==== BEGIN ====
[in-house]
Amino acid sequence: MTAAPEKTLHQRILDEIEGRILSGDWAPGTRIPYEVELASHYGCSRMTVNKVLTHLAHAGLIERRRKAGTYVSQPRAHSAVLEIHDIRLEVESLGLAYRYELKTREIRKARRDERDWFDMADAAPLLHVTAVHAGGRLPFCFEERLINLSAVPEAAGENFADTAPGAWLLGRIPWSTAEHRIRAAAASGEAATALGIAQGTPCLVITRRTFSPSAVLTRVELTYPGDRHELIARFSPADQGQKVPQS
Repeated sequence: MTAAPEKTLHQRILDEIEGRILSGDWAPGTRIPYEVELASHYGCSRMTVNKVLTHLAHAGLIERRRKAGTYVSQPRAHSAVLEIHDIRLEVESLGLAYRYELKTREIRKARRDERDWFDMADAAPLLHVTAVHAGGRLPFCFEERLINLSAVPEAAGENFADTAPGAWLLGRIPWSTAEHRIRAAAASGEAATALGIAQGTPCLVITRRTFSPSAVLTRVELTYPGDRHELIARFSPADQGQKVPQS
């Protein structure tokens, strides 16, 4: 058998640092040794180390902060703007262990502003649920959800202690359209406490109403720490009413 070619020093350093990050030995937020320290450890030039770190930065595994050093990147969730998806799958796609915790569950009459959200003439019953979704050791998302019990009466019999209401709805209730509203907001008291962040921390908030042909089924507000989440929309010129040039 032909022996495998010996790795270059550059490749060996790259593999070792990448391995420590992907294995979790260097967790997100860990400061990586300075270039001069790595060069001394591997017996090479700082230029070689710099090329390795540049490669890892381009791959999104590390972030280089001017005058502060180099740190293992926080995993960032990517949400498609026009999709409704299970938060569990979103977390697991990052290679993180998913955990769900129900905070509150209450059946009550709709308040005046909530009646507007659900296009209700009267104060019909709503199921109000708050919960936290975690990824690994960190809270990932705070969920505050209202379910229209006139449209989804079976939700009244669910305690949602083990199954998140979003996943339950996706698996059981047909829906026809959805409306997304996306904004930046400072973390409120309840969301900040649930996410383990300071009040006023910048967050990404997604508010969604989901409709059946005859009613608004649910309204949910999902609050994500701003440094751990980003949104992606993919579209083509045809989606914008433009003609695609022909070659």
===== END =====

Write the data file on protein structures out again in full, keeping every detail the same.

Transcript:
[in-house]
Amino acid sequence: MTAAPEKTLHQRILDEIEGRILSGDWAPGTRIPYEVELASHYGCSRMTVNKVLTHLAHAGLIERRRKAGTYVSQPRAHSAVLEIHDIRLEVESLGLAYRYELKTREIRKARRDERDWFDMADAAPLLHVTAVHAGGRLPFCFEERLINLSAVPEAAGENFADTAPGAWLLGRIPWSTAEHRIRAAAASGEAATALGIAQGTPCLVITRRTFSPSAVLTRVELTYPGDRHELIARFSPADQGQKVPQS
Repeated sequence: MTAAPEKTLHQRILDEIEGRILSGDWAPGTRIPYEVELASHYGCSRMTVNKVLTHLAHAGLIERRRKAGTYVSQPRAHSAVLEIHDIRLEVESLGLAYRYELKTREIRKARRDERDWFDMADAAPLLHVTAVHAGGRLPFCFEERLINLSAVPEAAGENFADTAPGAWLLGRIPWSTAEHRIRAAAASGEAATALGIAQGTPCLVITRRTFSPSAVLTRVELTYPGDRHELIARFSPADQGQKVPQS
């Protein structure tokens, strides 16, 4: 058998640092040794180390902060703007262990502003649920959800202690359209406490109403720490009413 070619020093350093990050030995937020320290450890030039770190930065595994050093990147969730998806799958796609915790569950009459959200003439019953979704050791998302019990009466019999209401709805209730509203907001008291962040921390908030042909089924507000989440929309010129040039 032909022996495998010996790795270059550059490749060996790259593999070792990448391995420590992907294995979790260097967790997100860990400061990586300075270039001069790595060069001394591997017996090479700082230029070689710099090329390795540049490669890892381009791959999104590390972030280089001017005058502060180099740190293992926080995993960032990517949400498609026009999709409704299970938060569990979103977390697991990052290679993180998913955990769900129900905070509150209450059946009550709709308040005046909530009646507007659900296009209700009267104060019909709503199921109000708050919960936290975690990824690994960190809270990932705070969920505050209202379910229209006139449209989804079976939700009244669910305690949602083990199954998140979003996943339950996706698996059981047909829906026809959805409306997304996306904004930046400072973390409120309840969301900040649930996410383990300071009040006023910048967050990404997604508010969604989901409709059946005859009613608004649910309204949910999902609050994500701003440094751990980003949104992606993919579209083509045809989606914008433009003609695609022909070659």